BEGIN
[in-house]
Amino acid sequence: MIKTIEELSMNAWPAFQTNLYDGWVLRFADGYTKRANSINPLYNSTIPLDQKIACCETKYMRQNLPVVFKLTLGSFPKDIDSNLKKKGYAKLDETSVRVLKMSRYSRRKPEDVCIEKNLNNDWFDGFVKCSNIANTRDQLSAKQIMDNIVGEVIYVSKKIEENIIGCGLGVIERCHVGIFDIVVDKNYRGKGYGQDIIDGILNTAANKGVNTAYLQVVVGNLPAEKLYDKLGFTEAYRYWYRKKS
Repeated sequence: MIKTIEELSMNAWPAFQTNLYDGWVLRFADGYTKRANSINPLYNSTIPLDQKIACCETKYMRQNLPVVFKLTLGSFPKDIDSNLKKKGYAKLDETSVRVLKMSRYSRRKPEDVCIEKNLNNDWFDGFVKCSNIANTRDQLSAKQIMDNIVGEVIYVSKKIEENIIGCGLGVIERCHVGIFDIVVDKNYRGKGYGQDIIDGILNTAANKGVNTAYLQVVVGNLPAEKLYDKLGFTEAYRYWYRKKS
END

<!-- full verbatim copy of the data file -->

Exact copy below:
[in-house]
Amino acid sequence: MIKTIEELSMNAWPAFQTNLYDGWVLRFADGYTKRANSINPLYNSTIPLDQKIACCETKYMRQNLPVVFKLTLGSFPKDIDSNLKKKGYAKLDETSVRVLKMSRYSRRKPEDVCIEKNLNNDWFDGFVKCSNIANTRDQLSAKQIMDNIVGEVIYVSKKIEENIIGCGLGVIERCHVGIFDIVVDKNYRGKGYGQDIIDGILNTAANKGVNTAYLQVVVGNLPAEKLYDKLGFTEAYRYWYRKKS
Repeated sequence: MIKTIEELSMNAWPAFQTNLYDGWVLRFADGYTKRANSINPLYNSTIPLDQKIACCETKYMRQNLPVVFKLTLGSFPKDIDSNLKKKGYAKLDETSVRVLKMSRYSRRKPEDVCIEKNLNNDWFDGFVKCSNIANTRDQLSAKQIMDNIVGEVIYVSKKIEENIIGCGLGVIERCHVGIFDIVVDKNYRGKGYGQDIIDGILNTAANKGVNTAYLQVVVGNLPAEKLYDKLGFTEAYRYWYRKKS